TouchPad is Dead – Who is Left?

Huge news this week starting with the Google purchase of Motorola that puts into question the whole future of Android as a multi-vendor OS. MoD already ruminated on this topic earlier. As if that news wasn’t disrupting enough,  HP CEO Leo Apotheker just knifed Web OS in the back.

MoD has been arguing for a while that the two most obvious competitors to the iPad  would be HP and Samsung, two companies with retail consumer electronics that were not reliant upon carrier distribution deals to sell hardware. Both companies knew how to manage inventory with big box retailers and how to display their gear in big box retail environments. That was MoD’s rationale. Seemed solid to us.

Well the TouchPad has hit the market like a giant flaming turd. Despite decent ads (not as good as the Apple ads, even the Samsung commercials are better. The Russell Brand search themed ad is quite good. ) on a reasonable rotation on network and cable tv, there’s zero movement at all. The story of only 20,000 TouchPads being sold by Best Buy out of an inventory of 270,000 reach critical mass and based on the speed that Apotheker killed the TouchPad the sales story must be awful across all vendors. With no new phones or tablets from HP, WebOS is well on the way to being the Amiga of the Mobile OS wars. The best OS with many advocates that cannot find any traction at all from customers, and seems to be mismanaged by the owners.

So WebOS is done. Android for tablets is struggling, and Android itself is under extreme IP attack. If we could track sell to rates for all tablet vendors, it’s quite possible that Apple can end this year at 90% tablet market share. And the iPad 3 is looming. It’s being readied. Since most vendors will report ship to rates, it will be closer to 65 to 70% depending upon the key 4th qtr and economic scares. One last scary note for tablet vendors, there are reports of TouchPad ‘s being sold effectively at closeout prices of $199. Is that the price point needed to get “traction” (to borrow a term from John Gruber’s recent Talk Show Podcast) against a $499 Apple iPad? Can anyone afford to build an iPad quality tablet at that price point without going bankrupt?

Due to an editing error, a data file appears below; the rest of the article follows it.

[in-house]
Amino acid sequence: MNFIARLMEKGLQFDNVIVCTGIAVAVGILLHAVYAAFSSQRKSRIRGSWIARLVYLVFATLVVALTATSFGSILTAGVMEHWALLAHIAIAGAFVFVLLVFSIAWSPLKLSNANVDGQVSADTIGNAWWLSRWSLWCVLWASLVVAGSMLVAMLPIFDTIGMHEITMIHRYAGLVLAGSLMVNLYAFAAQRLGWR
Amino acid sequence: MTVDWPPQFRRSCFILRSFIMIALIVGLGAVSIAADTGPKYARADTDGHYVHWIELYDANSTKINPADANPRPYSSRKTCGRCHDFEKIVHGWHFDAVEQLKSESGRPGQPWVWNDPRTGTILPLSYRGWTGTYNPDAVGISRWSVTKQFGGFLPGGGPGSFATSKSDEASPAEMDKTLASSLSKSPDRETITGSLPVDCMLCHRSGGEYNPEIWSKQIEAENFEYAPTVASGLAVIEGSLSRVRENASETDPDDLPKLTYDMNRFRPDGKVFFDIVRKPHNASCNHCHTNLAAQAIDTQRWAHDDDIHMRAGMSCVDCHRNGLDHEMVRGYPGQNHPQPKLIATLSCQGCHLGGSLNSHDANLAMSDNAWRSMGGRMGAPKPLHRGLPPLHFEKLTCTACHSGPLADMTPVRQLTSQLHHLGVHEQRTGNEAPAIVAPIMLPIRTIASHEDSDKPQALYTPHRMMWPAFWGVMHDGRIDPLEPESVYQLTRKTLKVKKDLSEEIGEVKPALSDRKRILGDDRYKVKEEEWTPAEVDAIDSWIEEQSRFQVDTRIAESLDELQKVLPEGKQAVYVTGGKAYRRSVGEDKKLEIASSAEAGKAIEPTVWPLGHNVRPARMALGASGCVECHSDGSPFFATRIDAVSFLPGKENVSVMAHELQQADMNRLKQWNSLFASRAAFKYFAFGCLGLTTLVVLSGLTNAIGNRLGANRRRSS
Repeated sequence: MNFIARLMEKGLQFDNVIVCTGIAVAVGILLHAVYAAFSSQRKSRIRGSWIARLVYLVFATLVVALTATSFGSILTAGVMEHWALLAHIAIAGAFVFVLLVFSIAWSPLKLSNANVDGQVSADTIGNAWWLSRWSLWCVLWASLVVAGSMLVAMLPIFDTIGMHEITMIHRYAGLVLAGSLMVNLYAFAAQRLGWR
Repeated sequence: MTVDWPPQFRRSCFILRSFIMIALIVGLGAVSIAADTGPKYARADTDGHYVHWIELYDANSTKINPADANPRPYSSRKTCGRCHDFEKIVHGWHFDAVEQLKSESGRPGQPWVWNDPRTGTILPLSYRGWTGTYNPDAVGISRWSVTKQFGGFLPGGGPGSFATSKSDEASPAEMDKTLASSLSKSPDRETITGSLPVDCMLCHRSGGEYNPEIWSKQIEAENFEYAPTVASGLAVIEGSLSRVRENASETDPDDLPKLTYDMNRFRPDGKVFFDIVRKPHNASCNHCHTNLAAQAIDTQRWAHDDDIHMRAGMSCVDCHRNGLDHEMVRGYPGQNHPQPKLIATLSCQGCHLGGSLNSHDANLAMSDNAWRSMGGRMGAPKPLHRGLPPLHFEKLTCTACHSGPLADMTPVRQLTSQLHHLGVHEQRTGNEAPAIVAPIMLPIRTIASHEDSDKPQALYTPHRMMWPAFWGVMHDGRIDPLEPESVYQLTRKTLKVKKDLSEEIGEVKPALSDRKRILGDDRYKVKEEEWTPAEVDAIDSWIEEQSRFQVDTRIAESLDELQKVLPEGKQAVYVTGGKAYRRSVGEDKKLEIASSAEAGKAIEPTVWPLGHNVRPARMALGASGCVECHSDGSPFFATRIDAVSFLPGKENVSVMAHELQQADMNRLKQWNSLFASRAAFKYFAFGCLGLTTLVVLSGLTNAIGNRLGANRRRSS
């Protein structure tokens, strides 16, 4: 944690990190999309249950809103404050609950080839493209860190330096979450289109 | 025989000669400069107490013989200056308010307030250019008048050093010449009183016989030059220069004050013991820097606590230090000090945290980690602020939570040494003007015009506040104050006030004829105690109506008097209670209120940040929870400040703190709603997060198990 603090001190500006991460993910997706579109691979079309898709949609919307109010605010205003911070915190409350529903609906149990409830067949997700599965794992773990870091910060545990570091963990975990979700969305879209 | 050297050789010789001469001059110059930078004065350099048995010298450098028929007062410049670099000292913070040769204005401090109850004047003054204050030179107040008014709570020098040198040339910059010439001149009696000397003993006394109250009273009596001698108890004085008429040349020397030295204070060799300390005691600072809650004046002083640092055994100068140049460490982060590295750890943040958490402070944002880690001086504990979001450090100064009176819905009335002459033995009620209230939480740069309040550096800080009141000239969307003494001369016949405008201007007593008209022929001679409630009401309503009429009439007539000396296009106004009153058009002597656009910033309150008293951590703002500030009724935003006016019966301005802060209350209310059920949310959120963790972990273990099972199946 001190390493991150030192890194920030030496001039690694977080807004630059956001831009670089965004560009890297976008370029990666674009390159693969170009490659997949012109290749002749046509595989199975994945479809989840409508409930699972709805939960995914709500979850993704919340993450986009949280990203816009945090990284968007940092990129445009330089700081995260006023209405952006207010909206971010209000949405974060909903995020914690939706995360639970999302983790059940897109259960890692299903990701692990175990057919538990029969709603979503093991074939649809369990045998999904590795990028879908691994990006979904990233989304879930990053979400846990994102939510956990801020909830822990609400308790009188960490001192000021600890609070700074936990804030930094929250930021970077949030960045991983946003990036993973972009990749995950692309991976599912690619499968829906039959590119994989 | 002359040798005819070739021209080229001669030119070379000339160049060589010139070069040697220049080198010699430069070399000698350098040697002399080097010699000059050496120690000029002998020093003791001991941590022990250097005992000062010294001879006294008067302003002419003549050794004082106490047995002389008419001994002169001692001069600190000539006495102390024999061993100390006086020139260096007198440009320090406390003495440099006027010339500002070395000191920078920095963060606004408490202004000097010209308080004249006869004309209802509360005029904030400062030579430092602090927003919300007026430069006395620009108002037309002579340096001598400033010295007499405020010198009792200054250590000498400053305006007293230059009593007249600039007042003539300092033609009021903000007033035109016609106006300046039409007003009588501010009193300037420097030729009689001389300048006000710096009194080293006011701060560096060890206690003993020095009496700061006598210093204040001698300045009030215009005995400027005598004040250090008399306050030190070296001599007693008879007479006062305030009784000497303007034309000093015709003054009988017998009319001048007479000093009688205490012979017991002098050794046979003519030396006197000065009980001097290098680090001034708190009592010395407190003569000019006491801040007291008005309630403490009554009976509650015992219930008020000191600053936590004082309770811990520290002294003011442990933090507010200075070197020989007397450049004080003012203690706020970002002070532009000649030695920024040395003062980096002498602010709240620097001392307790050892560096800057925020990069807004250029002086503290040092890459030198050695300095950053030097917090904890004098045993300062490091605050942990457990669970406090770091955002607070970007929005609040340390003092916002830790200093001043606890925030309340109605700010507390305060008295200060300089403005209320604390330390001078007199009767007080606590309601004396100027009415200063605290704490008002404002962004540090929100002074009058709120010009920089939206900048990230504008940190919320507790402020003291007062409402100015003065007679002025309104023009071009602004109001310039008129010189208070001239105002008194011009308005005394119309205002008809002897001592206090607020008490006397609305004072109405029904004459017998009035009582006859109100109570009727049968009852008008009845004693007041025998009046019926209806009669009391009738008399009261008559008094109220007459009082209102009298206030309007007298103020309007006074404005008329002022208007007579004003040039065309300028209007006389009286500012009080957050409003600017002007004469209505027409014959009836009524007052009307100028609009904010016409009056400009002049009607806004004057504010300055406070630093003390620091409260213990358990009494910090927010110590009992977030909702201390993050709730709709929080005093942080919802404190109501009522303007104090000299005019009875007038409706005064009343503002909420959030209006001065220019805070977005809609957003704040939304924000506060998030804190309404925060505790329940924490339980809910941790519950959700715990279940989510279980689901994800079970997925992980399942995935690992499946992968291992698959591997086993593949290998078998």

So who is left to take on the iPad?

RIM – their device is getting little traction and carriers are starting to reject selling the Playbook. And the Playbook is still a 7 inch device at iPad prices. RIM in hindsight would have been better off focusing all the engineering energy from the PlayBook into their QNX phones. Right now, those phones not a weak tablet represent their last best shot at being relevant. And the Playbook dev environment is still in the infant stage.

Samsung – hindered by the Android tablet market. However, they at least appear ready to compete. The biggest issue Apple’s legal campaign against the Galaxy Tab. Also, Google’s new hardware division has to scare them. Also, as a Windows PC vendor, Samsung has to be waiting on Windows 8 and what that means.

Windows 8 – Just when you think Microsoft’s glacial response to the iPad will be too late, every other competitor is dropping the ball leaving room for Microsoft to claim the second position. Unlike any other player Microsoft will not give up quickly. They will keep developing and improving. We’ve seen it work recently with the XBox 360 and fail with the Zune. They will likely be facing a tremendously powerful entrenched opponent in the iPad teamed with the powerful iPhone, the ultimate tag team in the mobile gadget war. The real question is whether the tablet war is the PC battle from the late 80s, or the MP3-iPod battle, or something completely different. It’s impossible to make any projection without seeing any sample tablets running Windows 8. The Wintel folks cannot match the MacBook Air, can they build something that runs Windows 8 that matches the relative speed of the iPad. We know what the iPad is going to be like in 2012, quad core ARM based processor, gig of RAM, enhanced video capability, and a Retina Display. And it’s a moving target in terms of price.

Amazon – Amazon has the media library to challenge the iOS – iTunes duopoly. Amazon has had success establishing a brand name electronic device. Kindle is a big hit. Amazon is the wildcard. And they maybe planning a cheaper tablet device that targets the cheapest price point possible. Amazon might be willing to further reduce the price to sell their higher margin media content. However, Amazon could cripple the device from a video performance standpoint or as rumored it could be significantly thicker than the iPad and appear clunky or cheap. Also, Amazon’s will probably push their own application and media stores exclusively and could run into problems with Google denying them access to the latest Android builds.

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